A current student at Boston University who asked to remain anonymous said College of Fine Arts professor of music and horn performance Eric Ruske engaged in a conversation with them on the dating app Tinder in early May.
The student said they found Ruske on the app in May after raising their preferred age range to above 50 as a joke, similar to another student who interacted with the professor on the dating app Bumble.
Screenshots obtained by The Daily Free Press show Ruske’s and the student’s verified Tinder profiles, as well as their conversation within the app dated May 5.
In contrast to the previous instance, Ruske’s Tinder profile does not identify himself as a BU professor — only several photos, his first name, his age listed as 58, physical distance from the student and sexual orientation. The student’s profile displays they are 19 and that they’re at BU.
The student said they were not initially aware Ruske was a CFA professor, but figured it out after conducting a Google search.
The student said the fact that Ruske is pursuing 19-year-old students who attend the University he works at is “highly inappropriate.”
“He’s teaching undergraduate students and he knowingly messaged me with Boston University being in my bio,” they said, “so it wasn’t like it was a big secret that I’m an undergraduate at BU.”
Ruske did not respond to request for comment. BU spokesperson Colin Riley declined to comment.
Screenshots of the conversation show Ruske wrote he does not do pick-up lines in response to the student’s bio, which asks for good pick up lines.
“We boys just aren’t terribly f—— creative, are we?” his message reads with a grinning face with smiling eyes emoji, according to the screenshot. “Too easily distracted by shiny things…and big boobs.”
CFA students shared mixed opinions on the professor. Some said Ruske has never made them uncomfortable, while others noted the interactions form a concerning pattern.
Jessica Young, a CFA doctoral student studying French horn, said Ruske has never made inappropriate comments or made her feel uncomfortable in the five years she has been his student.
“He’s one of the only people I’ve ever studied with, and I’ve taken many trial lessons, who has never discredited the fact that I was a woman,” Young said. “I came here because he has the same high standards for every single person in the studio, and that’s what keeps us getting better.”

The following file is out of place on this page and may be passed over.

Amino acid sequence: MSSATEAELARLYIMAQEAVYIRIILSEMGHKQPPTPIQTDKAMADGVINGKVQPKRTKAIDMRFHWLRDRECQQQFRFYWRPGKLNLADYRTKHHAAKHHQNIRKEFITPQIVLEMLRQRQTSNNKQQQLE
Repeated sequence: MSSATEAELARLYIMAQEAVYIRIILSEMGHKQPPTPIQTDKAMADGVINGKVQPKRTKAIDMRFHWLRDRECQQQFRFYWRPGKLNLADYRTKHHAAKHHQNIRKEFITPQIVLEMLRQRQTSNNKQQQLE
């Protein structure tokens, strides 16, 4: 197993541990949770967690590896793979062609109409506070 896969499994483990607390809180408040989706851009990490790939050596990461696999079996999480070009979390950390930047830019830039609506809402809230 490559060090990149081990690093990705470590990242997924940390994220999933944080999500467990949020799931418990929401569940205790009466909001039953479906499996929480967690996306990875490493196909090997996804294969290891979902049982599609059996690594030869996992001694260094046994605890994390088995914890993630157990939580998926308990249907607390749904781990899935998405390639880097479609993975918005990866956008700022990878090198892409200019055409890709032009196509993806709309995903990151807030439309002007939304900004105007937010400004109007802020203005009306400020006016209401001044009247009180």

Young added many horn students choose BU because they have studied with one of Ruske’s past students.
She said she was present at the University during part of the sexual misconduct trial between Ruske and his former students, adding that while reports and articles about the trial gave her some pause, her experience with him has been largely positive.
“It was just annoying to see people just deciding to attack him for never seeing him, never meeting him, never standing in the same room with him,” Young said. “It seems so simple in these articles that this guy is a bad guy and he’s only here to f— all the women, but honestly he’s there to teach us how to be better horn players.”
Young said she believes Ruske’s interactions with the BU student on Bumble were consensual, given “it is a dating app.”
“It’s just frustrating that one thing that has potentially nothing to do with even a CFA student … is bringing him back into potentially getting fired,” she said. “There is no part of me that can go to this school without him.”
Reyna Flores, a senior in CFA and the College of Arts and Sciences, called Ruske’s interactions with students through dating apps “extemely concerning” and said she found them to constitute sexual harassment.
“If he’s your professor, it’s extremely unprofessional and so inappropriate to be pursuing your students at the school that you work at,” Flores said.
As a violin performance major in the School of Music, Flores said she doesn’t see much of Ruske save in hallways and streets, but said one of her closest friends, a French horn major and student of Ruske, has shared her experiences.
“She describes them in a casual way and brushing them off, but to me it’s pretty alarming to hear,” Flores said. “I remember being really shocked when my friend told me that he made some crude gestures toward her and insinuated that she had large boobs.”
CAS senior Ilana Balog said having taken a class with Ruske her freshman year, Ruske never made her uncomfortable, and that she generally does not hold a bad opinion of him.
“I think that these [incidents] are definitely something that needs to be taken in consideration with regard to my opinion of him,” she said, “but I wouldn’t say he was overly making everybody uncomfortable.”
During that studio horn class she took freshman year, Balog said, Ruske had a “very intense” energy in the classroom and would often speak with “no filter,” making some students a bit uncomfortable.
She said she thinks the University has taken little disciplinary action toward Ruske because of his skill as a musician and professor.
“I think that the school is overlooking everything because they feel like he’s so valuable,” Balog said, “because he’s so talented and such a good professor and produces really good students.”
CFA Dean Harvey Young and Associate Dean Ruthie Jean did not respond to multiple requests for comment.
Flores said she hopes disciplinary action is taken toward Ruske, adding the current situation is not “something you can just brush under the rug.”
“Especially for my colleagues, I hope that something happens,” Flores said. “I hope that it’s not just a slap on the wrist, and I definitely hope that he’s punished for his actions because it makes it a toxic learning environment.”